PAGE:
By Chuck Strouse
By Scott Fishman
By Terrence McCoy
By Ryan Yousefi
By Ciara LaVelle, Kat Bein, Carolina Del Busto, and Liz Tracy
By Pepe Billete
By Ryan Yousefi
By Kyle Swenson
I am withholding my name for protection from revengeful people like Rafael.
Name Withheld by Request
THE HISSY-FITTIN' QUEEN OF MEAN
Rafael Navarro's review of Casa Rolandi sounded more like the ravings of a hissy-fittin' queen using Casa Rolandi as his scapegoat for an attempt at what I'm quite certain he considers humor. Not.
I have had the good fortune to dine at Casa Rolandi many times and have never had a bad experience. I am sick to death of reviews that enable one man's opinion (sounding more like a vendetta to me) to undermine all the hard work that goes into running a successful restaurant.
I have been in the food service industry 25 years. A one-time owner, as well as manager and caterer, I do know something about food. Rafael Navarro apparently does not.
WRONG, JULIUS: IT'S AN 18TH-CENTURY THESAURUS
I'm reluctant to write this letter to the editor concerning the pseudointellectual Rafael Navarro, because it seems that the more criticism he receives, the more entrenched he becomes as a New Times writer. The guy is a crock of shit. Unless it's a foreign or avant-garde production, he hates all movies. Also if I listened to his dining reviews, I'd never eat another meal out again.
What the hell do his obscure little history lessons and words -- obviously gotten out of a nineteenth-century thesaurus -- have to do with critiquing a meal? I hate being written down to like a peon who probably won't understand most of what he's saying.
How about giving us a reviewer who likes to eat out and go to the movies? The whole world is out there trying to scratch my eyes out and constantly whining to anyone who will listen, so why should I invite that queen bitch into my home every week? I certainly can't threaten to cancel my subscription since your paper is free, but with Navarro and some of your other new writers, I'm less likely to go out of my way to pick up a New Times.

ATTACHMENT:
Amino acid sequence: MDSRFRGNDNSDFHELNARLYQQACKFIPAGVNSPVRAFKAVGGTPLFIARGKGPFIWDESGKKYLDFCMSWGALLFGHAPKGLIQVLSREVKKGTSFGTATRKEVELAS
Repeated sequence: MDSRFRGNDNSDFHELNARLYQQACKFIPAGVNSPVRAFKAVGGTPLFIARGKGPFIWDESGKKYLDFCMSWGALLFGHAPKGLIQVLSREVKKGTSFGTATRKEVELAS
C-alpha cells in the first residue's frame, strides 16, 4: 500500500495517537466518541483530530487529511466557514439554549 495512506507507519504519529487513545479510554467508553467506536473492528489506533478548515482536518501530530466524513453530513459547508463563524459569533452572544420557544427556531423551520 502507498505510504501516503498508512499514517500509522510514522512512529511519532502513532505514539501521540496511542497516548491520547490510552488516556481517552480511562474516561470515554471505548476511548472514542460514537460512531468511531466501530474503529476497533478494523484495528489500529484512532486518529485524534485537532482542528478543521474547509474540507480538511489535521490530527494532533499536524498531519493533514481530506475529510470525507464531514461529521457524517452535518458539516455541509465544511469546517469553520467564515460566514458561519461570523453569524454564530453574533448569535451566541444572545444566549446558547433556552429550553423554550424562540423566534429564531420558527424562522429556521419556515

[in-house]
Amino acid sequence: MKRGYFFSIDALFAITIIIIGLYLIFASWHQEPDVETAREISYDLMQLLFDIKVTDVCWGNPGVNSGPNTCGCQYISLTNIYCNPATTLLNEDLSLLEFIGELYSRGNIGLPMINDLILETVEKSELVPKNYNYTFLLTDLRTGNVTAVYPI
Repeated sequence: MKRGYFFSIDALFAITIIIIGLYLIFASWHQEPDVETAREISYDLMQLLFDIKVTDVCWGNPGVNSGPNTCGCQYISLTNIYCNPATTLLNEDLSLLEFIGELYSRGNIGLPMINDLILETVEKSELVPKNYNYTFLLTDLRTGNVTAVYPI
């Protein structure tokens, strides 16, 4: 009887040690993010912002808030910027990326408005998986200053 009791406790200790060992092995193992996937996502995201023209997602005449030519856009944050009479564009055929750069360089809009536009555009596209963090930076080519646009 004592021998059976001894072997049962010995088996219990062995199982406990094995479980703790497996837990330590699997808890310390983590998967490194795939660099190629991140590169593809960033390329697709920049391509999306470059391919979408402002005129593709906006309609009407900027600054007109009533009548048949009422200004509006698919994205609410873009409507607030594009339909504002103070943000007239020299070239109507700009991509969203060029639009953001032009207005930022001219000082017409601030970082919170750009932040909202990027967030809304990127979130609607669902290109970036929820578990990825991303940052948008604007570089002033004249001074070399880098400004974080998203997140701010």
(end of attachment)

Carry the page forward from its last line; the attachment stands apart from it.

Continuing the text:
Julius F. Krajewski
TO SERVE AND PROTECT AND COMPLAIN
"Body Count Down" (July 15) proved one thing: Greg Baker, its author, is the one reeling from all the confusion and hype.
Baker misses the point entirely and was thorough enough in his bewilderment to find testimonials from selected police officers to reinforce his misunderstanding of everything surrounding the attention given Body Count.
No one has censored the recordings. What people have done is to peacefully (a concept not found in Ice's repertoire) utilize their right to free speech by calling for a boycott. What? Now you don't think private enterprise should have the right to sell and not sell what they want? That is censorship.
I don't much care whether the recording is rap, heavy metal, or otherwise. Ice T is irrelevant. He means nothing much to anyone; he does not scare anyone, either. So it doesn't matter whose voice is reciting the words, what they look like, or what they call themselves. It is the message that is abhorrent. The message is not a reaction to police brutality. The lyrics of "Cop Killer" condone murder as a means to solve problems. Mind terribly if we try and teach our youth otherwise?
The article's cheap attempt to make this a racial issue was a transparent and well-worn trick. This isn't about skin color, either. The buffoons Baker found from LAPD and Washington are gross anomalies in the police world. Their statements are so inaccurate and misleading I am not sure if either one of them actually read that Law Enforcement Oath they are so quick to fall back on. Our oath, to remind them -- and Baker -- states that a police officer's highest call is to protect life. Is it any wonder that we would find an aberration like "Cop Killer" so offensive?
I've called the two cops he quoted and haven't gotten a reply as yet. I can assure you they don't represent the police in this country. For every one of them you can find, I'll find 50 police officers, black and white and any other color (since it matters so much to Baker) who abhor the lyrics to "Cop Killer."
And the "very small minority" Baker referred to represents tens of thousands of police officers, active and retired, nationwide, of every race, creed, and color. The group that picketed Spec's may be a small minority, indeed. He failed to mention that they are S.C.O.T.T., an organization made up of spouses and families of police officers who have been killed. The beauty of their action is that they showed just how powerful a "small minority" can be in this country.
What you saw from S.C.O.T.T., and from all of us who support them, was not censorship. It was the lawful, peaceful use of our First Amendment right of free speech. It was carried out passionately, but with dignity, without any violence, and without any threats to kill anyone.
Perhaps the supporters of Body Count, rather than decrying what we've done, should take some notes.